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Mastering the art of the ‘professional’ selfie

A man taking a professional selfie on a cliff overlooking the grand canyon.

From people who don’t know me, the first question I often get asked after going through my travel photos is: “Who takes your photos?”

I regard it as a fair question to ask, because I am usually in the photos myself. I do find it surprising, though, that most people do not automatically assume I’ve used a tripod. The tripod is a vital component for taking the ‘ultimate selfie’. Not only are the photos sharp but you can also create HDR selfies. Most purists believe that a selfie should be taken hand-held, but all that gets you is your big head filling the frame!

I take selfish selfies because it’s just me and Mother Nature and no one else. I want to add a human element to the scene so the viewer can visualise the sense of scale, and marvel at the wonder of nature. The feeling of insignificance in the universe in which we live is powerful and evocative. It allows the viewer to live vicariously in that two-dimensional slice of time and space.

And besides, it is the ultimate holiday photo! Who wants the same photo like every other photographer who stood next to you? You want to be able to point and proudly proclaim to your children or grandchildren: “That’s me, I was there!”

A man taking a professional selfie in front of the Taj Mahal.

My tripod has been my travel companion for many years, whether I travel solo or not. I’ve tried to use GorillaPods and bags as makeshift tripods, but have found I can never frame the camera in my ideal position. There is the option of asking a stranger to help you take the shot, but I find that however much you explain how to take the photo they will invariably have a different creative outlook than you do. They won’t care about what seems to them like trivial elements, such as whether the horizon is horizontal or whether the pose should be ‘King of the World’ or ‘Explorer’!

A professional selfie with the Eiffel Tower in the background.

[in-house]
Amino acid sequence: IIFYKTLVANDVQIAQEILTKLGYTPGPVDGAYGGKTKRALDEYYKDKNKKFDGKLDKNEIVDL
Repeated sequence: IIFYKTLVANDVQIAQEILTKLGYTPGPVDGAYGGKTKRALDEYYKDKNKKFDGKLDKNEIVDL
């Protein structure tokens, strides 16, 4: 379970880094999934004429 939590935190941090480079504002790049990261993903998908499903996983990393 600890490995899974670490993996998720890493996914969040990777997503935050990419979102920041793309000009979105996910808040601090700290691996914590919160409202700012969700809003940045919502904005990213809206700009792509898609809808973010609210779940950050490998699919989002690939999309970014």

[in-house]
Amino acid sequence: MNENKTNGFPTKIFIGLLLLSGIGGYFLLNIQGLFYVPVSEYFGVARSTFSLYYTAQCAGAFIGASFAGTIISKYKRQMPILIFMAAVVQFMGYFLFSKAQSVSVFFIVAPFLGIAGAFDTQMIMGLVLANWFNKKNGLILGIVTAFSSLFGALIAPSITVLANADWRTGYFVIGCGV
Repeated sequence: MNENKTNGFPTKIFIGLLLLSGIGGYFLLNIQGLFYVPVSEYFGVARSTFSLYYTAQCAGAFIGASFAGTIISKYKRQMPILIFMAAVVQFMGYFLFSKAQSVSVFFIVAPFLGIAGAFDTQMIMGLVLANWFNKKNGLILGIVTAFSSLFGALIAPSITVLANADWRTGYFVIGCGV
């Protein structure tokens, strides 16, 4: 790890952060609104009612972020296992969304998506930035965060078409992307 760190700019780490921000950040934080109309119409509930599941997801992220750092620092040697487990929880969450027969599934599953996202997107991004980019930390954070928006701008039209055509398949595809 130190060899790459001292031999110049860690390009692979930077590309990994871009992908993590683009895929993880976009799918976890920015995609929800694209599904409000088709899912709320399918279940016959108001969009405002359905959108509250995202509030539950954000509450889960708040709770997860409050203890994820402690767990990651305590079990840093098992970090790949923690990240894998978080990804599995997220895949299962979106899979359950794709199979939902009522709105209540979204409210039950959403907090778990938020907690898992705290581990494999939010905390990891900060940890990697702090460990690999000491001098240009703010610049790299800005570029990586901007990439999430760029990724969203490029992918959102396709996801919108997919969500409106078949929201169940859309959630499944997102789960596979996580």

Sometimes, especially for the sunrise shots, you really are alone and the tripod will be your only aide. You are the director, the model and the lighting technician in your own world. A tripod specifically designed for travel is therefore essential. A good travel tripod will unfold to chest height and fold to slot in most day packs.

Many premium tripods are made of carbon fibre, which is relatively lightweight compared to aluminium. I purposely used the word “relatively” because if you are on a multi-day trek, hiking 8 hours a day, you will notice the weight difference! Trekking with a tripod is burdensome but once you get THAT shot it’s worth every bead of sweat and blister, as not many other people would be stupid or adventurous enough to do it!

A man taking a professional selfie with two dead trees in the desert.

When attempting to take the ultimate selfie with a tripod, the timer function is key! The automatic self-timer generally gives you about 10 seconds before the camera is triggered. That’s 10 seconds to run to position and strike a pose! Repeating the process over and over again can be time consuming. If I’m not too far away from the camera I use my remote timer which only gives a 2-second delay before the shot is taken thereby making the process a lot quicker.

Remember most of the time you only have a limited window of time in order to take that golden sunrise shot before the hordes of tourists arrive, so make each shot count!

Professional selfie on Charles Bridge in Prague, Czech Republic.

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